Reader GreenAB responds to my post on the Philadelphia Manufacturing survey:
Same odd picture like in the Empire Manufacturing Survey; New orders coming in nicely, but companies are not hiring, but even a slight increase in firing.My reply:
In looking at the data, it looks like this has been a pretty typical pattern, especially coming out of recessions. New orders come back, but hiring is delayed until the economic rebound has been proven (hence why unemployment is a lagging indicator).Here is what I was referring to...
Below are dates of the most recent recessions. Note when they ended and compare those dates to the chart below, which shows the difference between New Orders and Hiring per the Philly survey (I apologize in advance for the broad 10 year gaps... I'll work to tag the chart itself with those dates this weekend):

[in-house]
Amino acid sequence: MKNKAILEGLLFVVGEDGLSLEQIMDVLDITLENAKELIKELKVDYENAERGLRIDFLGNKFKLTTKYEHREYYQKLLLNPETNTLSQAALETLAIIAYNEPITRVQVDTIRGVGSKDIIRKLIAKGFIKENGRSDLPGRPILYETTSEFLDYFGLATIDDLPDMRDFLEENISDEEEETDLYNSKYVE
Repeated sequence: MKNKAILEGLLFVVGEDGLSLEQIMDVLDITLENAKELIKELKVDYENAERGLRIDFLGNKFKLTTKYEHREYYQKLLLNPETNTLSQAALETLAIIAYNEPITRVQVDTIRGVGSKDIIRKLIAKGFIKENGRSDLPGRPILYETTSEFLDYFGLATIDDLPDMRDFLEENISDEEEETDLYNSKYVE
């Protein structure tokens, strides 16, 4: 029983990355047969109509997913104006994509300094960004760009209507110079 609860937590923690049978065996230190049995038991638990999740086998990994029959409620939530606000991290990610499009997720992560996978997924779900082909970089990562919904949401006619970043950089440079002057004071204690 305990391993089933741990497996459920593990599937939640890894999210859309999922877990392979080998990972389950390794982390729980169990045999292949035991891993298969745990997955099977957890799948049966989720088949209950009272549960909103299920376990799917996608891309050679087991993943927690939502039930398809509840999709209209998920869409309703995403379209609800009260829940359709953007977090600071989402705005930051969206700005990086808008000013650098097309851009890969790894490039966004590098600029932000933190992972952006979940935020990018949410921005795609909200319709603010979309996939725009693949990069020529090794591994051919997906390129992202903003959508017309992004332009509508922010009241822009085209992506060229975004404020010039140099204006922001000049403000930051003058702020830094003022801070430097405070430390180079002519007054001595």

- Recession of 1969-70
- 1973 oil crisis; 1973–1974 stock market crash
- 1980 recession
- Early 1980's recession (Jul 1981–Nov 1982 )
- Early 1990's recession (Jul 1990–Mar 1991 )
- Early 2000's recession (Mar–Nov 2001 )
- Current Recession
While I am not predicting smooth sailing (i.e. a massive economic rebound) ahead, it looks like the worst of this recession is behind us.
Source: Philly Fed